Due to our specialized training and equipment, Doctors of Optometry are the best professional to diagnose and treat your eye emergency.
EMERGENCIES & HOURS
What type of symptoms are included in eye emergencies (to be seen within 48 hours)?
- Flashing lights or recent onset floaters
- Trauma to the eye causing bleeding, swelling, or blurry vision
- Foreign objects in the eye
- Sudden loss of vision
- Recent onset of double vision
- Painful, sore eye(s)
- Infections with discharge
- Chemical burns or splashes
Should I go to a hospital ER or the walk-in clinic for eye emergencies?
- Your best bet is to see your nearest optometrist, if they are available. Due to our specialized training and equipment, Doctors of Optometry are the best professional to diagnose and treat your eye emergency.
- We bill Alberta Health Care for ocular emergencies, so you will not have to pay for this appointment.
- We usually offer same-day appointments for eye emergencies, and you will not have to wait hours to be seen.
- Doctors of Optometry are licensed to prescribe ocular-related medications (topical and oral).
- If it is after hours, please proceed to your nearest ER or walk-in clinic. You could try calling 811 for Alberta Health Link for health advice first.
How soon can I get an appointment for an eye exam?
- Please call our office for the most up-to-date schedule, usually we can get you in on the same day, if your time availability is flexible.
- Evening and Saturday appointments book up quicker, so please ensure you call ahead if you have specific availabilities.
- Eye emergencies are usually seen same day, or within 48 hours, depending on the triaged severity.
Billing & Perscriptions
Does your clinic directly bill my private insurance plan for my exam, contact lenses and/or glasses?
- Most likely we can bill your private insurance plan, if they assign benefits to the provider and if direct billing is set up by your employer.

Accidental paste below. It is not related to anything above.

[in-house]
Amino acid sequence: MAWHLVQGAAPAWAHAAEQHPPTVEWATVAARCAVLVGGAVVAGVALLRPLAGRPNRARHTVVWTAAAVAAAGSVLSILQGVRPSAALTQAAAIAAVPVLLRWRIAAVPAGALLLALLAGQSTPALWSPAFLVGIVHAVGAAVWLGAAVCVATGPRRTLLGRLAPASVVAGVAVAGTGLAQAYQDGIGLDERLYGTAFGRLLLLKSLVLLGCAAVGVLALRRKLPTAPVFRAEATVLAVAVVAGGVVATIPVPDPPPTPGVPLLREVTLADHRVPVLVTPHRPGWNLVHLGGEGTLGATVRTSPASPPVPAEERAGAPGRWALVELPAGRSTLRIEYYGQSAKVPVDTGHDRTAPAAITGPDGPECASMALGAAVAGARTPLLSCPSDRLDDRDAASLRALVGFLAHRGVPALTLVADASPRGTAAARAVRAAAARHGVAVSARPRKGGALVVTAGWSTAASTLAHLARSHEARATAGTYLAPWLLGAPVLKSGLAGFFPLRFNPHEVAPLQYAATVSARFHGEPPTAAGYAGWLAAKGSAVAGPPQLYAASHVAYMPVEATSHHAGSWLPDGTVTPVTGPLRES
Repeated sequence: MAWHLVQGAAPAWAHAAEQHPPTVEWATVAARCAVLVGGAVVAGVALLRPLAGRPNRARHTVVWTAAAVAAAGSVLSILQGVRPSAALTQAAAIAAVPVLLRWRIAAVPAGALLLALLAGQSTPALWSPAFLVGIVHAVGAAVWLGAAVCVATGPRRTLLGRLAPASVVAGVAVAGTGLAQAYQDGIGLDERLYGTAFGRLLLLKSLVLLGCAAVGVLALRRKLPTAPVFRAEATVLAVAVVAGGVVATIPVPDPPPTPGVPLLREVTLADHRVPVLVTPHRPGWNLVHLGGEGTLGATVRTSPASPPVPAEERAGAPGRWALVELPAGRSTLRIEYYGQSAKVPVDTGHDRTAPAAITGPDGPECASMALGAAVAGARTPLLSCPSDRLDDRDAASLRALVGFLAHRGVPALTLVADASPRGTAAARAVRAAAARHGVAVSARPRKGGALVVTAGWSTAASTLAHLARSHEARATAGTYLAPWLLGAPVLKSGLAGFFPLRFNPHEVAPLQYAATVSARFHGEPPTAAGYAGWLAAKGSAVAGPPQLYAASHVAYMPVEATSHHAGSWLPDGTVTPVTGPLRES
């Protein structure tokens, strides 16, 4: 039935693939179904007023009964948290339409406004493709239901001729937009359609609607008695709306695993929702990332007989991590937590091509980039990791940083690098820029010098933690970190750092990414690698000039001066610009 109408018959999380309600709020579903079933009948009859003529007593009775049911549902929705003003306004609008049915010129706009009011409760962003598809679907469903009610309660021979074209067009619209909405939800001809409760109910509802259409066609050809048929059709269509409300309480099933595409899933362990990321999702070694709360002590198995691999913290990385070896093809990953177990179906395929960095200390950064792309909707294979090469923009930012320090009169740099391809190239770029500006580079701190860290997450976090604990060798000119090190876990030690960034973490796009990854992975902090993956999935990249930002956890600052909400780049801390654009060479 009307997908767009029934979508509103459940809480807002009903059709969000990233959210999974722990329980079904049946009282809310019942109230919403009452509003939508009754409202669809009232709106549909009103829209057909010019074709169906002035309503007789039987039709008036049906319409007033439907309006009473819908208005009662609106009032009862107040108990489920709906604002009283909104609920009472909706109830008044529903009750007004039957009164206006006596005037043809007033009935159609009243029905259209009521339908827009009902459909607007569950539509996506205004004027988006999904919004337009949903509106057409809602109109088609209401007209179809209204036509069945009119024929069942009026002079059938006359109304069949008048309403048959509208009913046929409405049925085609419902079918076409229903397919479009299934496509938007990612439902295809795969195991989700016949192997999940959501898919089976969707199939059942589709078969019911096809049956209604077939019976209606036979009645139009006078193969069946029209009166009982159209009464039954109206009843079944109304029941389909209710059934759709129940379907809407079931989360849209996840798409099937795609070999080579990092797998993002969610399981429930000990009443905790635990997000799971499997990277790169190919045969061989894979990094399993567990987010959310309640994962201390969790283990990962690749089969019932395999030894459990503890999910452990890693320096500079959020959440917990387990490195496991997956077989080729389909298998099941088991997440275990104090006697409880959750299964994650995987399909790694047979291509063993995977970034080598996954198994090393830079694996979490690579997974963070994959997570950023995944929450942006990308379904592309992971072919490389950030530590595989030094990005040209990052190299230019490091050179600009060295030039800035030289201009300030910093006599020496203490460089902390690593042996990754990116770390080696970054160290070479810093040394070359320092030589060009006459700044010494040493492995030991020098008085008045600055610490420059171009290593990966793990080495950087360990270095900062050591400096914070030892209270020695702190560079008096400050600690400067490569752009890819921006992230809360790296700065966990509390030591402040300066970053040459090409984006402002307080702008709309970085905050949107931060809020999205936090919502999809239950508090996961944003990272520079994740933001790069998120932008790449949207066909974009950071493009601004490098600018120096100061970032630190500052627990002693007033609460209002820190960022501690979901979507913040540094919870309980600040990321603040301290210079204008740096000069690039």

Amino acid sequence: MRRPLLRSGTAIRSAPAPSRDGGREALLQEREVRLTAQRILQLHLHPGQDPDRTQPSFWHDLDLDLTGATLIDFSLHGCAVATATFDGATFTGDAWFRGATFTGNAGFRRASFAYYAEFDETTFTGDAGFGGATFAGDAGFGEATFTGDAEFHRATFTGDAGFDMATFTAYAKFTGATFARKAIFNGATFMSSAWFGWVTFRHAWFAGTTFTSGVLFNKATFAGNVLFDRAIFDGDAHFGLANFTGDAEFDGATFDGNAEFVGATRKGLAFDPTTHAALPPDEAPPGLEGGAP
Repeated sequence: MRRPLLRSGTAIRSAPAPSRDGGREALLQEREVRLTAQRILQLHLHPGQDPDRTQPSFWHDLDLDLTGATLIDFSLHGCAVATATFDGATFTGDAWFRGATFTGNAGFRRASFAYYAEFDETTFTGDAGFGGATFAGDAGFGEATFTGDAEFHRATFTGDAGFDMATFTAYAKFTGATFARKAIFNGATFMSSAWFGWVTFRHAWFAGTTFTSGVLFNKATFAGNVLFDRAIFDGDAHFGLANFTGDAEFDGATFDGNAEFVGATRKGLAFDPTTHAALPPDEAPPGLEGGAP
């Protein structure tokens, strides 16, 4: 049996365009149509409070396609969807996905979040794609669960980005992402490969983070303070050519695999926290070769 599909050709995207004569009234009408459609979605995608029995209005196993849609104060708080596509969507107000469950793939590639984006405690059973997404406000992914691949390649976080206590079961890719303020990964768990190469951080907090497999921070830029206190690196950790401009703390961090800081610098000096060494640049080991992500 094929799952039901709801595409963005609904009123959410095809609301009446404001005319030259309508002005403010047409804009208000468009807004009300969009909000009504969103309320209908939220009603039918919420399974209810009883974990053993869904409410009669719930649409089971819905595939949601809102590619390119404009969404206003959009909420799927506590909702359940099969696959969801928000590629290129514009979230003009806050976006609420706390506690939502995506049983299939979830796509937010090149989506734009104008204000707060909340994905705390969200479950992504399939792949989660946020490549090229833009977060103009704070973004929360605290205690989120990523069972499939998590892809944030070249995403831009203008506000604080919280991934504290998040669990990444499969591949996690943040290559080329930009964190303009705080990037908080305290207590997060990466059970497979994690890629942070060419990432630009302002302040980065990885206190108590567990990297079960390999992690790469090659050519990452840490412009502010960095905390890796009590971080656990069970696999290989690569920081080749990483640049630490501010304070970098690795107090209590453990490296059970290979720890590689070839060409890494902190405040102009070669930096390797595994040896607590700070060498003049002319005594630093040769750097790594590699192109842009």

- Please check out our insurance page to see if your insurance company is listed.
- In the cases where we cannot direct bill your insurance, a detailed copy of your receipt upon full payment will be provided for you to submit for reimbursement to your provider.
Do I get a copy of my glasses prescription?
- Once you have paid in full for your eye examination, or when we have received payment from your insurance company for your eye examination, you are entitled to a copy of your glasses prescription.
- You are welcome to purchase your glasses at any optical with your prescription.
- Prescriptions are valid for 1 year, unless otherwise noted by your optometrist on your prescription.
- A copy of your contact lens prescription can only be provided if you have been formally fitted in our office with contact lenses by a Doctor of Optometry.
Does my glasses prescription include my pupillary distance (PD)?
- Your pupillary distance is not a measurement that is taken during a comprehensive eye examination by the Doctor of Optometry. It is a precise measurement that is taken during the purchasing process for glasses, by a trained staff member or optician.
- If we have an existing PD on file from a previous glasses purchase, we are happy to provide that to you for no charge.
- If we do not have an existing PD on file, we are happy to take the measurement for you, but there will be a minimal fee for us to do so.
- There are more than just the PD measurements that are specific to ordering glasses (such as the optical centre, vertex, faceform, and pantoscopic tilt).